If you are new to my Blog, please click here to read about my son Caleb: http://www.ajourneyforcaleb.org/caleb
You Don’t Want To Be Me
I’m writing to you from the deepest, darkest pit a human could ever be in. The pit of despair, devastation and the never-ending-daydreaming over what could have been, otherwise known as, life as a bereaved parent. The most unfair consequence of being human and living in a fallen world is having to bury my child. What is a parent’s number one goal? Without question, it’s to keep our children alive!! Like it does, fear always hovers in the back of my mind, fear that something terrible will happen and I’d have to live without them. With no warning at all, that “something terrible” happened to me when my son died very suddenly by suicide at the age of 17.
As parents we do everything in our power to keep our children well and safe! We feed them to keep them healthy, buckle them in car seats to keep them safe in the vehicle, we hold their hand when crossing the street and we teach them about stranger danger. When they’re older we teach them to drive and how to live safely and responsibly on their own. We have GPS trackers on their cell phones so we can always know where they are or how fast they were driving. If we’re honest with ourselves, we know that we have no control over what happens to our children and when. They die of disease, terminal illness, freak accidents, car accidents, suicide, murder and overdoses, to name a few. My children are mine, but they are first and foremost, His. I dedicated Caleb back to God when he was 6 weeks old, meaning I entrusted him back to God’s care and protection, but I didn’t think I’d ever have to “put my money where my mouth is,” so to speak.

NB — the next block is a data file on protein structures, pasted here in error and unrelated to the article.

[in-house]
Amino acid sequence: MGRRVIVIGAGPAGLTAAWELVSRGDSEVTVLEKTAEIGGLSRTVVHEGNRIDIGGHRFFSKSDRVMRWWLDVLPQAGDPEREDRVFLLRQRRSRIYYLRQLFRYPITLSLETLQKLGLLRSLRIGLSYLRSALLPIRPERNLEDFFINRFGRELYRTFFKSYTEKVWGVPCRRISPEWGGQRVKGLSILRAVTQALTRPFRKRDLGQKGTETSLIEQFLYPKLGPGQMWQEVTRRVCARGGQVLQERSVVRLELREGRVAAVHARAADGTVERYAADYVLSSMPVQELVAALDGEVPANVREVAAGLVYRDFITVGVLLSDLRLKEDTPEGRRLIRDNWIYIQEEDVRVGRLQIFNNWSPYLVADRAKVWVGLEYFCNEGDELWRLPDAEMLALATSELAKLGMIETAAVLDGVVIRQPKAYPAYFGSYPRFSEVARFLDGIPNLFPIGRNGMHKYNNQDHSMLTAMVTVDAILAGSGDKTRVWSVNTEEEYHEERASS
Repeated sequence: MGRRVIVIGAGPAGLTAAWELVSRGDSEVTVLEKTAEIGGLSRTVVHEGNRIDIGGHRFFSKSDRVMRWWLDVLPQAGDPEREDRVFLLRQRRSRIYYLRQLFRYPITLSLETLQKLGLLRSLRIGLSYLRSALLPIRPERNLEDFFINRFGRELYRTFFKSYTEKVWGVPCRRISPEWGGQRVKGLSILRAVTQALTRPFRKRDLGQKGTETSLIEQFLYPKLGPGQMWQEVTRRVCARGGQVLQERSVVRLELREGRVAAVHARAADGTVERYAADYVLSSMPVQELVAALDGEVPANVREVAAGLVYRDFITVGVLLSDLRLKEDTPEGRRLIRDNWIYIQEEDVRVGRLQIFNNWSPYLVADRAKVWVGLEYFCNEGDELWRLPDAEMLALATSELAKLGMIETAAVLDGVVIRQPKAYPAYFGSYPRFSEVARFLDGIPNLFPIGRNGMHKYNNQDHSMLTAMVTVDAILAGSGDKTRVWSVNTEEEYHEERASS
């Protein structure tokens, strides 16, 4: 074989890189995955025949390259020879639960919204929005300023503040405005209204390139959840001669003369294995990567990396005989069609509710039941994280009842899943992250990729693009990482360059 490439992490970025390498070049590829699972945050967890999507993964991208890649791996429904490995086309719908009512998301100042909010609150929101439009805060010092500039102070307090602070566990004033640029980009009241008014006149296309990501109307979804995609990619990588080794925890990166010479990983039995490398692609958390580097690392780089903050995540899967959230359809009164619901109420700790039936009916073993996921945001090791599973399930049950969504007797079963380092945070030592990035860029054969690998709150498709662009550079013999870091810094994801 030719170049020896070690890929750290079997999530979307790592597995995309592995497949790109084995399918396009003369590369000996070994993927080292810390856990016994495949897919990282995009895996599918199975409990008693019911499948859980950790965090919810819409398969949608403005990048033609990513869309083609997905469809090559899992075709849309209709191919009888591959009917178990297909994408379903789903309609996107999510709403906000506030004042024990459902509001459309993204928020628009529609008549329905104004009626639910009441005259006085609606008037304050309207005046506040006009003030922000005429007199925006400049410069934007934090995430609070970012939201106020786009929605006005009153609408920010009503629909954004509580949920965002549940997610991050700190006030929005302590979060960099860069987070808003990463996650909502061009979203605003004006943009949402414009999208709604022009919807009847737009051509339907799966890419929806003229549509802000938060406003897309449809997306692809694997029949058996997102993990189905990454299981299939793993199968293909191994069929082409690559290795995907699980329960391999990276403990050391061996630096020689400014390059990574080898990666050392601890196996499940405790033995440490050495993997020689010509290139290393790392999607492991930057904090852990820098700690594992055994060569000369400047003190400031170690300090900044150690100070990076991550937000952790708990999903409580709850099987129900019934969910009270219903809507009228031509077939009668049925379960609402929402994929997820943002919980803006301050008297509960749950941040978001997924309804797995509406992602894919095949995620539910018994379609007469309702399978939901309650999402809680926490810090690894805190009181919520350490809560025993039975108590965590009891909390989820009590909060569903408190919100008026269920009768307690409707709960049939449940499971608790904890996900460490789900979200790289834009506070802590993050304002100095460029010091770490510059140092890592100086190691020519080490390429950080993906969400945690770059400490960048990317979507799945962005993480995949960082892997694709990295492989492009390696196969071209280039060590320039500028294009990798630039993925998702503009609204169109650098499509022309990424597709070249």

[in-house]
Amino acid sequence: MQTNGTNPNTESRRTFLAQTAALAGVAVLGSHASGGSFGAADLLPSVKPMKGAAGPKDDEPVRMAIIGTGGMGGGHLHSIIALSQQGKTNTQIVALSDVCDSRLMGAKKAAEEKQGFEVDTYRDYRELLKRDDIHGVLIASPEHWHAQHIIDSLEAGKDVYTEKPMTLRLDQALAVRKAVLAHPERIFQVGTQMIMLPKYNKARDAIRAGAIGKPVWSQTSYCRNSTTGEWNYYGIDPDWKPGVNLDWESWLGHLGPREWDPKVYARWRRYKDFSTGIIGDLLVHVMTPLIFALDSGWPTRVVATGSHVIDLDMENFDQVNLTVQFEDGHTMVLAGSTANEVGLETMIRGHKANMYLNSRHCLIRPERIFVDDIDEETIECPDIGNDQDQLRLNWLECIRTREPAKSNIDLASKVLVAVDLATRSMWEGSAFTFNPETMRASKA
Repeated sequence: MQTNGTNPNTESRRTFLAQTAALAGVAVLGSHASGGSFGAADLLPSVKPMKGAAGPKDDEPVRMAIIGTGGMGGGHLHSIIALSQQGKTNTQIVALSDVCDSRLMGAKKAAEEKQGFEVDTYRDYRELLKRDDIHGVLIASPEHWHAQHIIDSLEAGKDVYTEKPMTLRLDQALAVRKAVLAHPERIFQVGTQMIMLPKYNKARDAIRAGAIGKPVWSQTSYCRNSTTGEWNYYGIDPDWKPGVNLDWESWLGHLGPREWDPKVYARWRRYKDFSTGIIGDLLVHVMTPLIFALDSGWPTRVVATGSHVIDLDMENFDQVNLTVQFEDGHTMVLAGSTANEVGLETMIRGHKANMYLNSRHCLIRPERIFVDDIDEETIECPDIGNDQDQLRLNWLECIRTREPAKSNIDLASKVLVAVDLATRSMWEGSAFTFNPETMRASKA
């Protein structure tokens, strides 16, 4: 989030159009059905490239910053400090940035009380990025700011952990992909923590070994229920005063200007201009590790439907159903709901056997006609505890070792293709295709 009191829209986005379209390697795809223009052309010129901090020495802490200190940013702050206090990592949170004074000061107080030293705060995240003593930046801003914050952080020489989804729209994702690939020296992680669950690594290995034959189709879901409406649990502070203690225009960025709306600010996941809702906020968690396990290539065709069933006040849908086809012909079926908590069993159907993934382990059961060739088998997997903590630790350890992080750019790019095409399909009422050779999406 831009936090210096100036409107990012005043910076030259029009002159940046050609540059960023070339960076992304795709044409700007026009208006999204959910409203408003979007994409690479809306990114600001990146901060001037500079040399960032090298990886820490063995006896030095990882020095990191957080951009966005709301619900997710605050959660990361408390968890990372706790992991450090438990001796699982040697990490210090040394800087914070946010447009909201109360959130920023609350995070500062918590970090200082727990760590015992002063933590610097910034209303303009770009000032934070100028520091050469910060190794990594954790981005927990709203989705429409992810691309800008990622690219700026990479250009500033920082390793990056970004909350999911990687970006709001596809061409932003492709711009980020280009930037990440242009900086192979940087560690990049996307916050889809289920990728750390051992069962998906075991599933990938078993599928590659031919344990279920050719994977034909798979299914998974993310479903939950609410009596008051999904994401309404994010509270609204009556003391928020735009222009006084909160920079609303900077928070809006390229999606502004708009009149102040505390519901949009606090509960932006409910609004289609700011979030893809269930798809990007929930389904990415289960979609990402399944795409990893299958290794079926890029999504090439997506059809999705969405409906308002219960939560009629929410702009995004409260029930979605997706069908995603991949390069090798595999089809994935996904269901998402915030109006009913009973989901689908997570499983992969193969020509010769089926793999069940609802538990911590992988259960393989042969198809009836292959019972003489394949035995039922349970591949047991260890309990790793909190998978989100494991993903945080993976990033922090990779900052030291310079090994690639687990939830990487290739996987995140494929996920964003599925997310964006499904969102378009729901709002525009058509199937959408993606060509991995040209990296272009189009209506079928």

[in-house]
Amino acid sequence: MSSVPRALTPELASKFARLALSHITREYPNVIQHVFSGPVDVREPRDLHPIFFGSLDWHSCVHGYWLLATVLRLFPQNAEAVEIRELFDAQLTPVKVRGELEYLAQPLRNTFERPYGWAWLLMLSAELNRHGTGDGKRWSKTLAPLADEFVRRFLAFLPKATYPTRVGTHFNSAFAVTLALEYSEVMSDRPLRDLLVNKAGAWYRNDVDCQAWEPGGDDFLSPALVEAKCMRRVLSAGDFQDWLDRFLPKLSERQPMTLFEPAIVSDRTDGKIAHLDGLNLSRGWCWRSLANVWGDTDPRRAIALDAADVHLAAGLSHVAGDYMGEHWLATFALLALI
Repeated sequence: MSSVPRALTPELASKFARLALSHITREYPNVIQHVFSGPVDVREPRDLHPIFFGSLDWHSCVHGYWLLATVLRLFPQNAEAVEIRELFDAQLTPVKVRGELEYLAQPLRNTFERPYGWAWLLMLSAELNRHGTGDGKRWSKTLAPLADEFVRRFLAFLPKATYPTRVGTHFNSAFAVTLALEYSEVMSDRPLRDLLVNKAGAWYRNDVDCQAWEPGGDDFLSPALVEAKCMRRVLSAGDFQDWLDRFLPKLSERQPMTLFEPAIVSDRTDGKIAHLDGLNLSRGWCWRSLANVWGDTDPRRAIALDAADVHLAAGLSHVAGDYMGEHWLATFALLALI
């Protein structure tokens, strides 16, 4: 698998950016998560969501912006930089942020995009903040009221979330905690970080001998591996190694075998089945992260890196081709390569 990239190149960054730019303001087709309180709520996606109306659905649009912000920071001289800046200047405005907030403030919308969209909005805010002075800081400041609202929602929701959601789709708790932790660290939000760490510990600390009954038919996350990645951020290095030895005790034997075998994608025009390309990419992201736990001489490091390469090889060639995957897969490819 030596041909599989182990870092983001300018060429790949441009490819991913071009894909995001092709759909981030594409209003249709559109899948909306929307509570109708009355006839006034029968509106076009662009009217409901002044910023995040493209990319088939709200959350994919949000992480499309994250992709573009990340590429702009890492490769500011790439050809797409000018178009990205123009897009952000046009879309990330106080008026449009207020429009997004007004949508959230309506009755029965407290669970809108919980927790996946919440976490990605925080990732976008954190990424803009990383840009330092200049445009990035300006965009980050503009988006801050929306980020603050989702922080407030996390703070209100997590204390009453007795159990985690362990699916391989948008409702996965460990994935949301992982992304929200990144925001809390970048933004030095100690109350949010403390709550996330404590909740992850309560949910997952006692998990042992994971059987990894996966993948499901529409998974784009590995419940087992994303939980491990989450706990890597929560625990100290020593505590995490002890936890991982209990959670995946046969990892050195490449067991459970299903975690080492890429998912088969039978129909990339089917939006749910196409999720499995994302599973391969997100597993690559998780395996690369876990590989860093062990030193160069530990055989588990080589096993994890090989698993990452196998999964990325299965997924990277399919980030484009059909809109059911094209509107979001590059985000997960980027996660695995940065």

Caleb showed no warning signs or indicators that he would ever end his life. Anyone who knew him will tell you that he’s the last person they would ever think would die by suicide. In our desperation for answers to his death, we searched high and low, we talked to friends and his phone was investigated. He left nothing behind that tells us he wanted to die. Caleb was a Christian. He gave his heart to Jesus and was baptized as a young boy, he lived for and loved the Lord with all his heart and shared his faith with anyone who would listen. While Caleb received and lived in salvation offered by Jesus, that fact does not always prevent a loss of direction or hope. Like you and me, Caleb lived in a broken and deceptive world. When he was at his lowest point and alone, the enemy lied to him and manipulated him into believing dying would solve everything. It solved nothing! The aftermath of the choice he made is trauma, unexplainable grief and brokenness that will remain for the rest of my life. I believe if Caleb had been taught what to do, how to respond and who to reach out to when the life ending thoughts entered his mind, he would not have died. Suicide is preventable, however, I’m not in denial. I know and understand that a parent, teacher, counselor or friend can openly and regularly talk to a child/teen/student about why suicide is not the answer and they can, and do, still follow through with the action to end their life. The conversations will not save every kid, but you’ll never know if you never have them.